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Faced with ongoing neglect and misunderstanding about cardiovascular disease and women, the American Heart Association has chnaged its approach.
In new guidelines, the association directly addressed a misleading paradox about women and heart disease: Although women tend to be at low short-term risk for CVD compared with men, they have a one-in-three lifetime risk of dying of the disease. In fact, CVD is more prevalent among women than men and so is CVD-related mortality.
"If a woman has a one-in-three chance of dying from a specific medical condition, it makes no sense to think of that condition as low risk," said Lori Mosca, M.D., director of preventive cardiology at New York-Presbyterian Hospital and chairwoman of the AHA guidelines committee. "From a long-term view of heart disease prevention, the importance of healthy lifestyles in women of all ages can't be overstated," she said.
"The problem remains that heart disease is seen as a man's disease," said Nanette K. Wenger, M.D., professor of medicine in the division of cardiology at Emory University School of Medicine and a coauthor of the guidelines. "What we do know is that knowledge of what constitutes a healthy lifestyle is as important to a woman as to a man. Knowledge is empowering."
One theory about why providers and patients view women and heart disease in a different light is that much of the research has focused on men, according to C. Noel Bairey Merz, M.D., medical director of the Preventive and Rehabilitative Cardiac Center at Cedars-Sinai Medical Center. She leads the Women's Ischemia Syndrome Evaluation (WISE), sponsored by the National Heart, Lung, and Blood Institute.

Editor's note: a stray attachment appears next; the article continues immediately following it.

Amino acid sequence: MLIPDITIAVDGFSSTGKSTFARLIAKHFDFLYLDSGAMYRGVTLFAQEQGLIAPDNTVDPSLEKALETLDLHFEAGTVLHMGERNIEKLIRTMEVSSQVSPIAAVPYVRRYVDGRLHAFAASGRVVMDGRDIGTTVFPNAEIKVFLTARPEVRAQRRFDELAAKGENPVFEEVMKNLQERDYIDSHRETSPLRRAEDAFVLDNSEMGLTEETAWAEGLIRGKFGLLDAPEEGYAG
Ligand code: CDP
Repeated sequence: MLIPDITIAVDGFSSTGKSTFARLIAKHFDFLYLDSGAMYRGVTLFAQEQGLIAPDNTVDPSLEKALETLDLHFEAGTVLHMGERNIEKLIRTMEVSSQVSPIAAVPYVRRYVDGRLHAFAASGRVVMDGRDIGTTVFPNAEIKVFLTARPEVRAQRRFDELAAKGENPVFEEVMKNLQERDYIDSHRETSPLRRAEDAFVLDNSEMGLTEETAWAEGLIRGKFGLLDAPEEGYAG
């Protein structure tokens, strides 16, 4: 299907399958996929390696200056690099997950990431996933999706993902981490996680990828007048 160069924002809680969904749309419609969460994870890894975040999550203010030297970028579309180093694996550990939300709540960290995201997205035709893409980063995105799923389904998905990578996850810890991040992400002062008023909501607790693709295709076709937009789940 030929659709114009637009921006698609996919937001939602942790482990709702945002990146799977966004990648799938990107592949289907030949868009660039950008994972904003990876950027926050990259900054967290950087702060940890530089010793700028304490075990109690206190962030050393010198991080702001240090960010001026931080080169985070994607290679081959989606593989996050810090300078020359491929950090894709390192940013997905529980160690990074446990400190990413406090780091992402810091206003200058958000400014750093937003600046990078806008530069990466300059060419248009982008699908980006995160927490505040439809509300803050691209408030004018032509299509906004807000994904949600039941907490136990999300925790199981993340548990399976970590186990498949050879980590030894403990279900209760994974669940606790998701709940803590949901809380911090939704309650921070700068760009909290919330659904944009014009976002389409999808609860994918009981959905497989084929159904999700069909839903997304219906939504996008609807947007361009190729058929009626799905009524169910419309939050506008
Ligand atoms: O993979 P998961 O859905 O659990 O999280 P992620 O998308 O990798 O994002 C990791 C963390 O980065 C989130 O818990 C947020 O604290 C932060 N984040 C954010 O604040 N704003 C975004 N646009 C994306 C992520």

Merz and her colleagues have studied gender differences in CVD. They found that many women with heart disease fail to receive a proper diagnosis because they have a form of the disease that does not show up on the usual diagnostic tests. In the WISE study, women with chronic chest pain underwent standard diagnostic procedures, including stress tests and coronary angiograms. Researchers found that among people who show signs of trouble on stress tests, women are far more likely than men to appear free of blockages on follow-up angiograms.
But the researchers also found that newer tests, including ultrasound of the blood vessels, revealed heart problems the angiograms failed to find. Many of the women in the WISE study had a condition called vascular dysfunction, in which the blood vessels supplying the heart do not expand properly to accommodate increased blood flow. Vascular dysfunction may affect not only the large coronary arteries, but also the smaller vessels that serve the heart, a problem known as microvessel disease.
"These results may help explain why women with heart disease are often underdiagnosed and undertreated," said Merz. "With men, the main problem may be a blockage in a large coronary artery, which does show up on an angiogram. But women are more likely to have microvessel disease that can't be seen."
The WISE study also found that women develop heart disease about 10 to 15 years later than men, largely because of the proven cardioprotective effect of female hormones. Some women, especially younger women, who have a heart attack, do not have high levels of fatty plaque clogging their arteries. As a result, many women go undiagnosed, according to the WISE research.
In part because of these findings, a group of female lawmakers recently introduced federal legislation to improve heart disease education among women, increase the amount of gender-specific heart disease research, and increase women's access to heart disease screening. The measures, introduced in both the House and Senate and titled the "HEART for Women Act," requires health information to be reported to the Food & Drug Administration to specify gender, race, and ethnicity.